Visit raises speculation over Turkish mediated U.S.-Iran talks
Turkey’s foreign minister arrived in Tehran on Monday for a long-scheduled economic summit amid speculation that his government could help open diplomatic contacts between Iran and the United States.
Foreign Minister Ali Babacan arrived in the Iranian capital to attend the annual Economic Cooperation Organization summit just days after discussing Iran with U.S. Secretary of State Hillary Rodham Clinton.
“The term ‘mediation’ is used at times,” Babacan told reporters in Ankara, the Turkish capital, before departing for Iran, according to the Turkish newspaper Sabah. “This will only be realized if a concrete request is made by both sides. We could contribute to the furthering of relations between the two nations to a positive level.”
Turkey has been flexing its diplomatic muscle and reemerging as a potent force on the landscape of the Middle East after orienting itself toward the West for much of the 20th century.
Ankara, under the rule of moderate Islamists after being dominated for 80 years by secular nationalists close to the military, mediated indirect talks between Israel and Syria that were suspended late last year after the Israeli incursion into the Gaza Strip.
The U.S. hopes to reach out diplomatically to Tehran’s leadership as a way of convincing the Iranians to redirect their nuclear program away from potential military uses and to stop their support for militant opponents of Israel.
Clinton told Turkey’s Kanal D television last week that the Obama administration welcomed any Turkish efforts to help sway the Islamic Republic. “You know the Iranians better than we do,” she said. “You have shared a border for -- I think I was told over 350 or so years. So we are going to ask for your help in trying to influence Iranian behavior.”
Turkey’s relations with neighboring Iran have blossomed since the emergence of the moderately Islamist Justice and Development Party as Turkey’s dominant political force early in the decade. Trade between the two countries totaled $10 billion last year, up 25% from 2007.
Turkey is the only country Iranians can visit without obtaining a visa.
Some experts believe Turkey could use its rising clout with Iran to influence its policies or serve as a mediator as it did between Syria and Israel.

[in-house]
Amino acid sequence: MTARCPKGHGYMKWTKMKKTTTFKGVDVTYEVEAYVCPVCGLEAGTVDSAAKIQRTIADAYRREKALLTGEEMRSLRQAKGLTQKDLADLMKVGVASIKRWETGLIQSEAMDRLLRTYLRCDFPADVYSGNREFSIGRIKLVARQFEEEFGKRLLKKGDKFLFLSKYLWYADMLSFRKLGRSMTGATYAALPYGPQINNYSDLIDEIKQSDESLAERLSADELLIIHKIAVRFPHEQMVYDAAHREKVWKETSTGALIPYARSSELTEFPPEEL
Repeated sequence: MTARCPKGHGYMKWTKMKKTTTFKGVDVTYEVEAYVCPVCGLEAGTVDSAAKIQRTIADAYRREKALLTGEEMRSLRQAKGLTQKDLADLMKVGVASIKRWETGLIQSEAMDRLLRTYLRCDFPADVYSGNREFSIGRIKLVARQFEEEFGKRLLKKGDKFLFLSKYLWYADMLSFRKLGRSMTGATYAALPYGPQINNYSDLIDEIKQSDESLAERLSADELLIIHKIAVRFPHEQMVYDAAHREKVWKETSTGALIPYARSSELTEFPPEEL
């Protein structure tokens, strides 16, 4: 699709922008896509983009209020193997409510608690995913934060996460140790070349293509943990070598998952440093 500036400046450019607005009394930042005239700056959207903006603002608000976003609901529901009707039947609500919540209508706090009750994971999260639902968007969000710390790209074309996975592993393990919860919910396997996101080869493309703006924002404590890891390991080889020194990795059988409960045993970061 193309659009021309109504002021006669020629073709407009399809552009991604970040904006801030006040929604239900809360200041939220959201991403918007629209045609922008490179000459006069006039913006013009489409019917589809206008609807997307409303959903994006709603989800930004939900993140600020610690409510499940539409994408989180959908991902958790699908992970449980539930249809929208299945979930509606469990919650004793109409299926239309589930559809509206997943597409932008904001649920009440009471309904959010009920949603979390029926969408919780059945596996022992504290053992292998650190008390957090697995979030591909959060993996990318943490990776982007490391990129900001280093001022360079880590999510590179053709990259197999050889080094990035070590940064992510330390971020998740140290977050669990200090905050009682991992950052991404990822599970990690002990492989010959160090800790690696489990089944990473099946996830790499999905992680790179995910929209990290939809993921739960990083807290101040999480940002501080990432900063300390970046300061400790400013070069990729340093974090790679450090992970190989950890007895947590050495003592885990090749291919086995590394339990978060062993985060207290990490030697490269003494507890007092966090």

“Iran sees Turkey as a gateway to the West,” said Emrullah Uslu, an analyst specializing in Turkish affairs at the Jamestown Foundation, a Washington think tank. “Turkey’s role in such talks would be a critical asset.”
By playing such a role Turkey would bolster its status as a regional power to be reckoned with as well as enhance its trade ties. “What Turkey is planning to get out of any deal between Israel and Syria, or Iran and the U.S., is more stability and more economic growth for Turkey,” he said.
But others said involvement of Turkey or any other third party could hamper rather than help talks between Iran and the U.S.
“The Iranians and Americans both know how to contact each other, how to communicate to one another,” said Mohammad Marandi, the head of the North American studies department at Tehran University. “They do not really need a third party to intervene.”
During the Israeli-Syria talks, representatives from each country were in different rooms of the same hotel as Turkish officials relayed messages back and forth. The Israelis have for decades wanted a peace deal with Syria, which in turn has wanted the return of the Golan Heights, a highland seized by Israel during the 1967 Middle East War.
Analysts said such a negotiating mechanism could be risky when discussing an immediate concern like Iran’s nuclear enrichment program, which is advancing steadily. Iran and the U.S. also need to quickly build up trust after decades of hostility.
“Given the sensitivities here, I think the U.S. would want to start with a direct dialogue with lower-level officials on issues that are less controversial, like Afghanistan,” said F. Stephen Larrabee, a European and Middle East security expert at Rand Corp.